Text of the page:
At a practical level, we want to provide simple, clear tools that feel natural for digital natives -- like today's students. Digital tools are now everywhere and they are especially in the lives of students. Further, ubiquitous, powerful computer graphics are making things like ancient battles and cities come to life on movie screens and video game screens. Google Maps has made maps of every spot on Earth available on nearly every device with an Internet connection. These trends are only accelerating. For students, the future of history is digital. The future of digital history is tools that can match the flexibility, accessibility, and convenience that students now expect with rigorous attention to historical accuracy and integration with other tools.

Teachers have learning objectives and new tools and techniques must help meet those objectives to be useful in the classroom. We have provided a list of sample activities paired with standardized skills and learning questions to show how to meet common learning objectives for middle and high school history students around the world.

SkillLearning QuestionsSample Activity
Identify and describe a historical context for a specific historical development or process.
  • What was happening in a specific location?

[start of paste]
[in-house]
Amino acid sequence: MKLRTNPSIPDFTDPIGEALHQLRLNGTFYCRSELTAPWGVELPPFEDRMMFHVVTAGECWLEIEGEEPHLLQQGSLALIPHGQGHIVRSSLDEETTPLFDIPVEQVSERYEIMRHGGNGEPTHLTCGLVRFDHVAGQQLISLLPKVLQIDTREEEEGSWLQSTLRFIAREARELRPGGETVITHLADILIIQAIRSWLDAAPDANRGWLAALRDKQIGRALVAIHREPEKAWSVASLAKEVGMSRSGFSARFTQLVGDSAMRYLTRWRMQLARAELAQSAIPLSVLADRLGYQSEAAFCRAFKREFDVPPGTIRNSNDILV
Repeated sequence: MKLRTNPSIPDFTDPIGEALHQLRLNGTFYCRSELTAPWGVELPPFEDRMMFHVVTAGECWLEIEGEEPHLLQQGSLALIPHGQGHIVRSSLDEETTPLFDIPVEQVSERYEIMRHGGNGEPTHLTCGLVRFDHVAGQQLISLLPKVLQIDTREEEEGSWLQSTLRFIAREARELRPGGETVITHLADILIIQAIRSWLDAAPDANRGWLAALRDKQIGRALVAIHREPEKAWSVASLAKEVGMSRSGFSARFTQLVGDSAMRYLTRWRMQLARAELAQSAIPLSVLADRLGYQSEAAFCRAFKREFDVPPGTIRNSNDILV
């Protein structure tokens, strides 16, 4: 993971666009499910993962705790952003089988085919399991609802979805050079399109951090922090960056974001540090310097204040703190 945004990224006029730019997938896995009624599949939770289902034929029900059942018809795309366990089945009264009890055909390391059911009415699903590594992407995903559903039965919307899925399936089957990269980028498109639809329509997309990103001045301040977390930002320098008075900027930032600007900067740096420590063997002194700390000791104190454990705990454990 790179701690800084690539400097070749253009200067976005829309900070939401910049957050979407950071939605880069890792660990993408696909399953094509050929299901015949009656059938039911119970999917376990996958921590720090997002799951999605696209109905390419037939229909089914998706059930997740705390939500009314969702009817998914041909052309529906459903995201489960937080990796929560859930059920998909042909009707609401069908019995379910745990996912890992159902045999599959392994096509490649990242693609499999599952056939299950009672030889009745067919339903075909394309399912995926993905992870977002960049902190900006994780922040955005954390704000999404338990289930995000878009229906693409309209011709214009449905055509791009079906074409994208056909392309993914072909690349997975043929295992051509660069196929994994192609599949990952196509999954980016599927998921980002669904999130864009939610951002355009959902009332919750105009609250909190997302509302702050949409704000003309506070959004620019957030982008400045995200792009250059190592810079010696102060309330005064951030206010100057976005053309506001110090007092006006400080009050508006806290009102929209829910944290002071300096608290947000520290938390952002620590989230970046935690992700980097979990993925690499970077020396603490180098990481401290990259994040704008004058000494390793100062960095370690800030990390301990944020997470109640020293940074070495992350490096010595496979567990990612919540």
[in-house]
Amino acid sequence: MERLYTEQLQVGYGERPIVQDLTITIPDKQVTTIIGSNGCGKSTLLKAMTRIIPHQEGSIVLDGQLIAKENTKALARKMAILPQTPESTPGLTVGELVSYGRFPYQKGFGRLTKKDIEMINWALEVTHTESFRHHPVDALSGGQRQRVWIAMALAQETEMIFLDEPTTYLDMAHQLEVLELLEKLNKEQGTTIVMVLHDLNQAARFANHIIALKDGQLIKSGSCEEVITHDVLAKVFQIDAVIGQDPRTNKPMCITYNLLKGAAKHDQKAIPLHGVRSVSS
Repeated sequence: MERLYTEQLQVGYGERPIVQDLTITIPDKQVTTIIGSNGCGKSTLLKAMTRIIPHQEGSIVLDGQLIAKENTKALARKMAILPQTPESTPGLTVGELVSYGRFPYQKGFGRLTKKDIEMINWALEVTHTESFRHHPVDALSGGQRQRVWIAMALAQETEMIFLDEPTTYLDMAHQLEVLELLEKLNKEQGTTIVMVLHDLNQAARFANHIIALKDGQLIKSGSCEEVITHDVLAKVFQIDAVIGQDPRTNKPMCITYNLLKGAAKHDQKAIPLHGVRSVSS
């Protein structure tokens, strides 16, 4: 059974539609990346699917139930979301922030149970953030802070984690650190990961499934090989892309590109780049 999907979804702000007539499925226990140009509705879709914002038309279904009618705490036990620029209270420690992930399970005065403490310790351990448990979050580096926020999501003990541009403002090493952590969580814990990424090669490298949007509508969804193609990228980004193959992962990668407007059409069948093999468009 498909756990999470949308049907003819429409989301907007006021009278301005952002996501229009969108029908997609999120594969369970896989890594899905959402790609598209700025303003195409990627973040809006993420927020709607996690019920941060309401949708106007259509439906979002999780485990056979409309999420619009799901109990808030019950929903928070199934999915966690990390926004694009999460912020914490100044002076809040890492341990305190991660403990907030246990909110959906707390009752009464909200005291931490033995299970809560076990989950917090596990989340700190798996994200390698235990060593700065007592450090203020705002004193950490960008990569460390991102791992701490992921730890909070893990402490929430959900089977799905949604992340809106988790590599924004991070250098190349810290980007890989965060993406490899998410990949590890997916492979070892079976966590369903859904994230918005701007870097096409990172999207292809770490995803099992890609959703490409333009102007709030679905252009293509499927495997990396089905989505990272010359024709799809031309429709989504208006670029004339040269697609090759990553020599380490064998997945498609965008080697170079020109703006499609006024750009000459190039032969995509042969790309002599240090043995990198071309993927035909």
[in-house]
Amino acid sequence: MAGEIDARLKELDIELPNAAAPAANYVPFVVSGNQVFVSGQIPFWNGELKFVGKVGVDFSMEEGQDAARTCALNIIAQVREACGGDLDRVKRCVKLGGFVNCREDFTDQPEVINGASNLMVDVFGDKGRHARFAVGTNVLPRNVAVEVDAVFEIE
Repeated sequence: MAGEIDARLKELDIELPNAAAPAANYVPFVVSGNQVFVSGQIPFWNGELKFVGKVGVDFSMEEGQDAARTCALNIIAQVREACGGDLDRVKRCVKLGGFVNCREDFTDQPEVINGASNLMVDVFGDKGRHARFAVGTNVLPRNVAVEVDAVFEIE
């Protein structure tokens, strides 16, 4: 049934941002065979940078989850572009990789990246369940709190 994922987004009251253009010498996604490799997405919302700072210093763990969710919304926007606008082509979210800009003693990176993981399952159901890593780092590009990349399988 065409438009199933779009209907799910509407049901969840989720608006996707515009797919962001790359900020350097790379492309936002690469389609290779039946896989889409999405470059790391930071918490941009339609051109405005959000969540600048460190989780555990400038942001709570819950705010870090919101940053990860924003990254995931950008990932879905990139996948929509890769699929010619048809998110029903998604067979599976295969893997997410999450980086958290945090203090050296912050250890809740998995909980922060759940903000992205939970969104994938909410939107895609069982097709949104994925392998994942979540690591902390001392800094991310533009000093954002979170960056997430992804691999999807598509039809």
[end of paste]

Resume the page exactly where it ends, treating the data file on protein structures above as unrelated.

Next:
• How did people feel in an around the event, such as a battle? What were their lives like?
  • What was happening in another part of the world at this time? What mattered to them at this same time?
List three battles happening in a different country or on another continent on the same date.
Identify a historical concept, development, or process.
  • What is a national border? How do we know territory was with a border? What does it mean for a person today to draw a single line for the border of an ancient people?
  • How did people explore? How did they trade? How can a map show this?
List geographic reasons why a city became prosperous and influential. List reasons for its decline.
Identify patterns among or connections between historical developments and processes.
  • How do geographic factors like rivers, harbors, silting, proximity to resources, and proximity to economic centers affect a city?
  • How did features like mountains, valleys, and rivers affect connectivity between regions? How did they affect road/railroad building and national borders?